WATCHING THE WORLD: China parries price claims

Nov. 6, 2006
The Chinese are becoming defensive over claims that they are responsible for the rising cost of crude oil.

The Chinese are becoming defensive over claims that they are responsible for the rising cost of crude oil. Indeed, they recently trotted out a senior official to deny the claims.

Ma Kai, Director of China’s National Development and Reform Commission (NDRC), commented on the subject in Qiushi magazine, a publication of the Communist Party.

“The argument saying China’s surging demand for oil is a key factor in driving up oil prices is groundless. China will never pose a threat to global energy security,” Ma Kai wrote.

He said China’s net oil imports accounted for 5.5% of global trade volume in 2005, compared with the US’s 25% and Japan’s 10%.

Consumption falls

Ma Kai also pointed out that Chinese imports and consumption fell in 2005 but that spot prices soared by more than 40% the same year for West Texas Intermediate, IPE Brent, and Dubai crudes.

He noted that in 2005 China’s net oil imports were 136.17 million tonnes, which was 7.56 million tonnes less than in 2004-a strong year for imports-or an overall decrease of 5.3%.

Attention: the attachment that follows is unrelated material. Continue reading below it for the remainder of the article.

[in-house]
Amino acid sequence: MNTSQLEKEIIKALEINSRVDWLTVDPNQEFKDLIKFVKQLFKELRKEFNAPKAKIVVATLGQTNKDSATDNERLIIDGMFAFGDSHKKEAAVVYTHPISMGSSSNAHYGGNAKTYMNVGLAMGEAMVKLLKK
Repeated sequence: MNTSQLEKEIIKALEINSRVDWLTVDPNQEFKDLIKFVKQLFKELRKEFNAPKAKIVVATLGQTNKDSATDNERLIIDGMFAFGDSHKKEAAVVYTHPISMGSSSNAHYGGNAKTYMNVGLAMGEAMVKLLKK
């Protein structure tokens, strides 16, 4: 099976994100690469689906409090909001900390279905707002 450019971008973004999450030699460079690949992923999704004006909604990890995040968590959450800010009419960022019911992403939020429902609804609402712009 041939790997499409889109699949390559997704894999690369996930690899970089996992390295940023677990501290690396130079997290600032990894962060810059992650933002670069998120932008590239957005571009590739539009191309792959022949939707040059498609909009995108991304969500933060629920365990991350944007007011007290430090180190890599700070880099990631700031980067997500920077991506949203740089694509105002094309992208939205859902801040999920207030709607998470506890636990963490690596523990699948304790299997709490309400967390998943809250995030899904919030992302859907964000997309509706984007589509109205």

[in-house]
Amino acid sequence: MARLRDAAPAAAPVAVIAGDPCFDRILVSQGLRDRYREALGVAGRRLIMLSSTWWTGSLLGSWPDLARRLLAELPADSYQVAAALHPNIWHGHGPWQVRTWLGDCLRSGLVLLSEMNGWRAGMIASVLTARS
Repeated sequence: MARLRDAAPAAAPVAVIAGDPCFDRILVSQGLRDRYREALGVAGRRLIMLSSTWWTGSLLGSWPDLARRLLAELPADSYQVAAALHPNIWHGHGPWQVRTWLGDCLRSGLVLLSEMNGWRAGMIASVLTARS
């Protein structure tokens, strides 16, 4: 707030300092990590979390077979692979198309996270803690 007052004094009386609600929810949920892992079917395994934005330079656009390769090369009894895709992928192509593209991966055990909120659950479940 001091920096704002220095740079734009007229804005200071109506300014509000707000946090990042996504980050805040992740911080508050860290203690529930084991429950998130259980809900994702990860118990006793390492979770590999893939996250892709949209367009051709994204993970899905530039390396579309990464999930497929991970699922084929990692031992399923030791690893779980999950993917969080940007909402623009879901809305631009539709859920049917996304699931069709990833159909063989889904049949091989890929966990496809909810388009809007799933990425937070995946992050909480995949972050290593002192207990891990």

If Chinese demand were driving the market, Ma Kai said, then “the global oil price should have dropped in 2005 instead of continuing to surge.”

One really wonders who could be making such accusations against China. After all, most people understand that in a world of tight supply and high demand, oil prices-like the price of cocoa or soybeans-will climb.

But it would be disingenuous of anyone to say that Chinese demand has not contributed to the higher prices. That’s something Ma Kai needed to address.

Demand increases

Evidence of that demand emerged last week when more than 40 African heads of state were in Beijing for the China-Africa forum. Of the 40 states, four of them-Angola, Sudan, Congo-Brazzaville, and Equatorial Guinea-were among the top 10 oil exporters to China in 2005.

Altogether, China imported 38.34 million tonnes of crude oil from Africa in 2005, accounting for 30% of its oil imports, another NRDC official said at a mid-October press conference on the forthcoming Sino-African cooperation forum.

Zhang Yuqing, deputy head of the NRDC’s energy department, said that by the end of 2005, China had invested in 27 major oil and natural gas projects in 14 African countries, including Sudan, Algeria, Angola, and Nigeria.

At the same time, Zhang noted that, according to official figures, China imported 126.82 million tonnes of crude oil in 2005, while its imports in the first 8 months of 2006 reached 95.80 million tonnes, up 15.3% on the previous year.

His figures don’t exactly match those of Ma Kai, especially the 15.3% increase of imports for 2006. While that 15.3% alone may not be enough to increase world prices, it certainly is a contributing factor. One wonders if Ma Kai saw it. That’s just a thought, of course.